And that's how life went on, as soon as I got a bit of money and, after I'd had my car twelve months, I gradually upped it. Until 1959 I bought my first van and adapted it with a seat in the back so it looked like a car. We put side windows in, just cut the panels out, which you was allowed to do them days. And, yes, and it was a very happy time, nobody had got nothing.
I had a lorry that, when I started on my own, and we used to enter it in the carnivals, when Rushden had its carnivals. Used to start down Spencer Park, it was a really good day, and every factory put a float in, you know. And we used to, Jackie then, asked to what happened.
After ten years up Allen Road I had the chance to buy a piece of allotment in Quorn Road in Rushden. I bought this bit of allotment for £500 and built a bungalow on it, done everything myself and that's the only time I've ever had a mortgage in my life. I put brand new furniture, carpets, curtains and everything. And I done all that for £2000, built the place, furnished it all out and that were the first time I put a swimming pool in the back of the house. So and then Jackie would be about ten years old, she joined the girl guides at St. Peter's church.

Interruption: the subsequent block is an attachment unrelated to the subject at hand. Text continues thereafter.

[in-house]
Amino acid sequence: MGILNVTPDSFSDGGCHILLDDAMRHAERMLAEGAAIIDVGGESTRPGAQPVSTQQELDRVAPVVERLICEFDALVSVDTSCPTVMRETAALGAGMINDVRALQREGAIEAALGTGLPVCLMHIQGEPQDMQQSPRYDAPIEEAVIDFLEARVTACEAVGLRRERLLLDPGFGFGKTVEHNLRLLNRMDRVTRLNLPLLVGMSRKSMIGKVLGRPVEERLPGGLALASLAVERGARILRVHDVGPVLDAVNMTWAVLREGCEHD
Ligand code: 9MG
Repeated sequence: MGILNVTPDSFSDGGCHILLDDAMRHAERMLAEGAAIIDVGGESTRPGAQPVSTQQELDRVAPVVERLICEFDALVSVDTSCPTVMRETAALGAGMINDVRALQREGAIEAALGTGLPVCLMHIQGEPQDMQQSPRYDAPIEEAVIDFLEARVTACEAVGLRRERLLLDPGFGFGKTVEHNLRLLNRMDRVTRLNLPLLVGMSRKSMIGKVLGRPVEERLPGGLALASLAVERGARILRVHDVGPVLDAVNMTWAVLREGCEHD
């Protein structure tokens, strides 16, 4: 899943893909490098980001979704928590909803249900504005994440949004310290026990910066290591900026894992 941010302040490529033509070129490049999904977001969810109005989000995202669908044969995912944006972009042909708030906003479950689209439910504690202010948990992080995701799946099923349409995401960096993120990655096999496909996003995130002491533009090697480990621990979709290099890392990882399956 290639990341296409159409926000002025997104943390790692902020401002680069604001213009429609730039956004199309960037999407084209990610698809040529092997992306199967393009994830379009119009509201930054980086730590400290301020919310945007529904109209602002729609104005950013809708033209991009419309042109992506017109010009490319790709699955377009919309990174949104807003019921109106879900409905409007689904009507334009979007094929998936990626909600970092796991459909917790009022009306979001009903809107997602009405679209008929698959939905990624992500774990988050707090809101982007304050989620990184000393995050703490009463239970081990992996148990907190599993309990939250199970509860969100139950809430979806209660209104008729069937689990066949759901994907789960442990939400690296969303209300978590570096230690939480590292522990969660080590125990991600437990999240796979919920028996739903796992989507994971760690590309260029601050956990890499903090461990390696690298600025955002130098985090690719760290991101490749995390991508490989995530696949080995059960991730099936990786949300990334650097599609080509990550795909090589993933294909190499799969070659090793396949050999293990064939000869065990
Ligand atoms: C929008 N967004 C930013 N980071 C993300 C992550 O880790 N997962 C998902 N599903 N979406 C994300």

So getting back to the float situation, being as I'd got a lorry then and I was doing fair bits of jobs that I'd started on my own by then, sub-contracting. We used to. Quorn Road used to decorate a lorry, my lorry, and you know, used to decorate it all on a Friday before the Saturday were, and entered it in the carnival. And that's it were such a happy time, nobody worried about what other folks had got, you know. Peggy didn't go to work in them days, you know, and the children used to come home for school dinners. And because by that time Jackie had been down to the infants along Hayway, so she came home for dinner and tea, you know. If some children used to go school dinners, which they provided school dinners for children whose mothers went to work.